Photo: Paulo Camera / Flickr, CC
It’s been a heck of a week for Manchester United.First it unveiled a staggering $559 million sponsorship pact with General Motors that will place the Chevy logo on the team’s shirts in 2014—one of the largest in football.
Then the GM marketer who struck that deal, Joel Ewanick, was ousted from the company after whistleblowers claimed he hid its details from management.
And then, on Friday, the club went public on the stock exchange. As a result, all United’s most recent financial information—including the budgets of its various sponsors—was made public in disclosures with the SEC.
Among those disclosures: That United does not have 659 million fans, as it has previously claimed.
This slideshow hits the highlights of United’s business in terms of sponsors, TV broadcasting, social media presence, mobile advertising, and its debts and taxes.
This is United's total sponsorship revenue growth over the last three years. When the GM contract kicks in, revenue will be more than double the 2010 fiscal year.
These are the average annual payments for recent shirt sponsorship contracts. In 2014, General Motors will begin paying $70 million a year for the shirt, up to a total of $559 million.
This is the number of countries with MU Mobile Service, by year. Fans who sign up get news and video clips—and sponsored content.
This is United's mobile revenue growth. This is impressive, given how nascent the mobile ad economy is.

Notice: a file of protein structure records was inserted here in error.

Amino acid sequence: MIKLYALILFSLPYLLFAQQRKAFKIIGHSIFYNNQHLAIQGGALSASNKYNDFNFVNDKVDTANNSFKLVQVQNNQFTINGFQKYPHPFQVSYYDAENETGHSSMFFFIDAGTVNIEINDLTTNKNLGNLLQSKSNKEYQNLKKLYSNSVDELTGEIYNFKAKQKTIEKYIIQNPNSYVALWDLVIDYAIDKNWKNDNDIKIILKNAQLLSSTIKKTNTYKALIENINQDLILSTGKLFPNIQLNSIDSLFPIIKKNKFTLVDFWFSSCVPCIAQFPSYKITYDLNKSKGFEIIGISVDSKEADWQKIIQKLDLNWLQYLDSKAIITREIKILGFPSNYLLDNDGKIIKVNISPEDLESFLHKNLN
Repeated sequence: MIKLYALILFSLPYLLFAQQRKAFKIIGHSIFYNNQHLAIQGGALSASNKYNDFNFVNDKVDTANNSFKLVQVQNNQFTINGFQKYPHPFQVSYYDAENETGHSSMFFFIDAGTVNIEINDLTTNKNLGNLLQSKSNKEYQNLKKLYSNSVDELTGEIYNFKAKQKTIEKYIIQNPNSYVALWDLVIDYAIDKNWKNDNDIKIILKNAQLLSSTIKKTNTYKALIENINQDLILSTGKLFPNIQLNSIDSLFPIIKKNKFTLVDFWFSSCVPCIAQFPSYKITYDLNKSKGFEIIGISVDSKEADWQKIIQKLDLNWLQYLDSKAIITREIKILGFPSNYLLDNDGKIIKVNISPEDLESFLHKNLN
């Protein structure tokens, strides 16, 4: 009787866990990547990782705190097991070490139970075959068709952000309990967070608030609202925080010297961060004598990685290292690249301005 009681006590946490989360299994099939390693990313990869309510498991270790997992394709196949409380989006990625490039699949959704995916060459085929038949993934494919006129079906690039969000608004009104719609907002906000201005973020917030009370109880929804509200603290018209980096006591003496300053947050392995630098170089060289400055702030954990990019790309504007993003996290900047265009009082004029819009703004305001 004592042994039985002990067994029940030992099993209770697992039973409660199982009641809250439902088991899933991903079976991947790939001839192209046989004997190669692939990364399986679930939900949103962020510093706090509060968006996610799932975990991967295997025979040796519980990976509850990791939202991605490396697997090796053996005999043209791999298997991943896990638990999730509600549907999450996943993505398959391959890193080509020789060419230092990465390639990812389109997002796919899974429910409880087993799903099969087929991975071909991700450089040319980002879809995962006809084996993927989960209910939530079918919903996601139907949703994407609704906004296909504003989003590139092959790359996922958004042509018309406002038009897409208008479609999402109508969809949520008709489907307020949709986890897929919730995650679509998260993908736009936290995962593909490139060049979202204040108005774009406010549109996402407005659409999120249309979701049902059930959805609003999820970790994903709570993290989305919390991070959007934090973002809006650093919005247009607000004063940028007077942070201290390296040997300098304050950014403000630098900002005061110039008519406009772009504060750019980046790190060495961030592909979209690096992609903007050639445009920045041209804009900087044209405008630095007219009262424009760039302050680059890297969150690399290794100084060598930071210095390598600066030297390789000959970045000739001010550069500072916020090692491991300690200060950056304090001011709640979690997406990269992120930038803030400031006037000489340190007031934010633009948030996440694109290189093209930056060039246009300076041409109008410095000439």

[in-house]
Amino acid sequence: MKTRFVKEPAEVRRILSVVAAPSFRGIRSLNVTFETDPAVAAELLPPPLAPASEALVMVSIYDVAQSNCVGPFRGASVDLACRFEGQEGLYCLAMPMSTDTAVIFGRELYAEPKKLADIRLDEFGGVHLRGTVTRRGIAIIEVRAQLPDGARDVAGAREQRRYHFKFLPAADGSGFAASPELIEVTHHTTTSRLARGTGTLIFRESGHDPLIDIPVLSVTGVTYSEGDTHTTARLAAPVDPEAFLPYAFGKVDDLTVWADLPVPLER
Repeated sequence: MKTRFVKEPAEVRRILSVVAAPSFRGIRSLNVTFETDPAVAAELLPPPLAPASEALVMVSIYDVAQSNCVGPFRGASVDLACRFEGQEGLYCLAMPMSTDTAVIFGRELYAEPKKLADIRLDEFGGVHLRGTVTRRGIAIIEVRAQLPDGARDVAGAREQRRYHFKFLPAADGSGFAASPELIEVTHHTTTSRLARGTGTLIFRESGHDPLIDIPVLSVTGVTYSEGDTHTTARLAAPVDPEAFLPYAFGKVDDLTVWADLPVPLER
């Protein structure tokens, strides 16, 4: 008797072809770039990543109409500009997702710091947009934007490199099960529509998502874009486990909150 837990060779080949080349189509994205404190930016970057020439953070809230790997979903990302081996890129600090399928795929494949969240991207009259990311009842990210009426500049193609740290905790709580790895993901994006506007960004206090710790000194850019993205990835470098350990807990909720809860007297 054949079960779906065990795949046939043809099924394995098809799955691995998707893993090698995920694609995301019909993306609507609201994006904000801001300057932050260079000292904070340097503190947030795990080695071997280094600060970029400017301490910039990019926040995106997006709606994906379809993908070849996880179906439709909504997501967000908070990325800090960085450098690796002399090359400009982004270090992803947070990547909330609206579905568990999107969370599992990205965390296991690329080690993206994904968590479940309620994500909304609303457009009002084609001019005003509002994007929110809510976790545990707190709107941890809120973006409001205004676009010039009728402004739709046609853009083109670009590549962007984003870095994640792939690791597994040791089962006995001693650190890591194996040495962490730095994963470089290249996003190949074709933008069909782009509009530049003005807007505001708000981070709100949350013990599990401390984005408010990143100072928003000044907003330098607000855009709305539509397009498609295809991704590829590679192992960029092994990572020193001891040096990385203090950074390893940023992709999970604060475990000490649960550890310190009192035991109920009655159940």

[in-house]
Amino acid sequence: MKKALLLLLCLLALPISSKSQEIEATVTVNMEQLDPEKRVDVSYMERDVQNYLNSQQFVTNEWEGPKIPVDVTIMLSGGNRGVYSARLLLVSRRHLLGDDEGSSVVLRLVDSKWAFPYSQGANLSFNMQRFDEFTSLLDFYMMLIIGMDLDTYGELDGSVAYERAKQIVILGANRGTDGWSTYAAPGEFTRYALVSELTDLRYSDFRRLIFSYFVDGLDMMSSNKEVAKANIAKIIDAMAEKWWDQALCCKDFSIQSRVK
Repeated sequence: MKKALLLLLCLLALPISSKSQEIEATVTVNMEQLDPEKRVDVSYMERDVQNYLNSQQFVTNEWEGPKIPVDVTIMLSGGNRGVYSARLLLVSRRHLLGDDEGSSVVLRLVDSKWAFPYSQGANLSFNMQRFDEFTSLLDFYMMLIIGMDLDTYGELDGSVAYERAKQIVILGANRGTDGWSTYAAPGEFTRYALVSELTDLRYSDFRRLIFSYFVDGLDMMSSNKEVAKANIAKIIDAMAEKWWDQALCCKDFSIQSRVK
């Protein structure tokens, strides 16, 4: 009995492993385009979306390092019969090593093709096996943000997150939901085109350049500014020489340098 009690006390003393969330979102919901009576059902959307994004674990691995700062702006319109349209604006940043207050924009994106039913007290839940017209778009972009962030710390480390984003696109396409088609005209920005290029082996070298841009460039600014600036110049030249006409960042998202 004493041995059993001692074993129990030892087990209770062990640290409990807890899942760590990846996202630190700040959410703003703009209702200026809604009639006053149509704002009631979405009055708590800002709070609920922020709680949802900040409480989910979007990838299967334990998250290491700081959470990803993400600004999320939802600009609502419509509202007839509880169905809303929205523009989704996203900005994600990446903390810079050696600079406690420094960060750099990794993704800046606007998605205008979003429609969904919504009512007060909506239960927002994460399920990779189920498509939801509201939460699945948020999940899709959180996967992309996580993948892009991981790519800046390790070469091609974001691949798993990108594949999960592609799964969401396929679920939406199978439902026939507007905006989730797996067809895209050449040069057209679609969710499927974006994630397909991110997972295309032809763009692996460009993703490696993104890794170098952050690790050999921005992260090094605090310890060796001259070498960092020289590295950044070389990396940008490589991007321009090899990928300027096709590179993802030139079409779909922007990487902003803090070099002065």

United needs that revenue — and its IPO — for this reason: It is heavily indebted. The club says that before the IPO its total indebtedness was £423.3 million, and that after the IPO it expects debt to be reduced to £345.4 million. Its total liabilities are just over £600 million.
United trades its players like stocks. Here are its net expenditures on players in the last 15 years. It made money in only two years. The big gain in 2009 was probably the sale of Cristiano Ronaldo to Real Madrid, for £80 million. United said it expects to spend £50 million net in 2012.
And the results of those trades: These are United's finishes in the English Premier League. Not bad!
United is now based in the Cayman Islands, not Manchester. This is for tax purposes, and the company expects to pay income tax to the U.S.
Here's its corporate structure:
Surprise, surprise: The Glazer family—which controls United's stock—has loaned itself £10 million from United's coffers over the years.
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